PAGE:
Obsessed with Embellishment

Sunday, October 29, 2006

Tim Gunn Embellished

I was cleaning out my sewing room today, and found some doll house sewing acessories - so naturally Tim had to wear them.

He looks quite dapper, and rather bespoke, wouldn't you say?

Saturday, October 28, 2006

Embellish Without Fear - Part I

I love all types of embellishment - embroidery (hand and machine - yes I like machine embroidery), beading, lace, trim, ribbons, tassels, buttons - you name it. But I must be honest, when it comes to embellishment, I have pretty strong opinions about what works and what doesn't. For the most part 99.9% of what I see as embellishment and/or "art-to-wear" is absolute dreck, and with the exception of a few well-documented historical needlework forms, such as samplers and stumpwork, nothing makes me cringe more than kitschy hand embroidery framed and hung on a wall as Art with a capital "A".

For me, embellishment and needlework is meant for clothing and useful household objects. Coco Chanel once said that the garment always comes first, then the embellishment, and I agree.

So I'll show you how I approach embellishment from this perspective. Over the years, I've seen plenty of bad embellishment on sewing blogs and web sites, but I'll use two of my own projects as examples because we can can rip them to shreds and no feelings will be hurt. Both of these projects used exactly the same embellishment technique, and virtually the same color palette, beads and materials, but I think you'll agree that one works, and one doesn't. Here's why:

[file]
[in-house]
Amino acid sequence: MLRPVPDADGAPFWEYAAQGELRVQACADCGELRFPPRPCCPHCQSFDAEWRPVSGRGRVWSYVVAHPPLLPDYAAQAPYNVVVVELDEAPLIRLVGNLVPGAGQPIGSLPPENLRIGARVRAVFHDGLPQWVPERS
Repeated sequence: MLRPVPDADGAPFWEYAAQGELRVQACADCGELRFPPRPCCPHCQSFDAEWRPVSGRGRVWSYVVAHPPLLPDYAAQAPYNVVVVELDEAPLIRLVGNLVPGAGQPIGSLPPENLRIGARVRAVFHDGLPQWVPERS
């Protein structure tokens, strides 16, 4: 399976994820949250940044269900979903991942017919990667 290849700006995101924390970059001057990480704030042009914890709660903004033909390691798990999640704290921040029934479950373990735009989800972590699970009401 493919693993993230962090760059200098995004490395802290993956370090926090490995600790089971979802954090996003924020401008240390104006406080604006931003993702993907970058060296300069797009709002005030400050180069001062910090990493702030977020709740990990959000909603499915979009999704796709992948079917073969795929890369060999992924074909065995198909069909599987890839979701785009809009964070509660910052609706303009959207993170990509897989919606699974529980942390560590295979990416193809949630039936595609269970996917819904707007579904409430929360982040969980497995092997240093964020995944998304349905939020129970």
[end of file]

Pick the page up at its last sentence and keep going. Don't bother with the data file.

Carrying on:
Rule 1: The Pattern Comes First

Plopping an embellishment technique onto a project, that is, just using the garment as a blank canvas, really never works, and that's the main problem with this jacket:

This is a Kenneth King technique that had I wanted to try for quite some time, and I actually made that decision prior to deciding what pattern to use. Big mistake. Consequently, this Marcy Tilton pattern (Vogue 7907) is totally unsuitable because I discovered the beading is so heavy that it weighs more than the very unstructured jacket, and the quasi-Asian design of the style has no relationship to the organic, elaborate beading. The overall effect? Weird.

However, on the second attempt at this technique, I used a pattern that, by design, has a built in "canvas" - a front placket. This is Simplicity 4142 and even though the knit I used is very lightweight, the centered aspect of the placket could still accept the heavy wool felt backing needed for all of this beading and rattail cord.

Also, from a design perspective, this embellishment makes sense because the design of the pattern provides a proper showcase for the technique. This is exactly the problem with the beading on the lapels of the Vogue jacket - the embellishment just sits there, on it's own, and it has no design relationship to any feature of the jacket, even though the color palette is in the correct range.

So the lesson here is to really look at your intended embellishment, and see if it relates in a logical way to the rest of the garment, as opposed to just "sitting there." I posted a tutorial on the making of this placket a while back, and you go here for Part I, and here for Part II.

In a future post I'll cover machine embroidery designs, which have been getting a bad rap lately, and I'll share with you how I evaluate a design before I use it.

Sunday, October 22, 2006

Beaded Tassel Tutorial

I first made these as a fastening for a
Chanel-like cardigan. These tassels are not hard to make, although the work is a little fussy, but if you like making jewelry you'll probably enjoy this.

The finished tassel is about 2 3/4 inches long, and the top loop is 2 inches (50 beads for mine.) If you plan to use the tassel for earrings, or to embellish a zipper on a handbag, then you can adjust the length of the loop accordingly.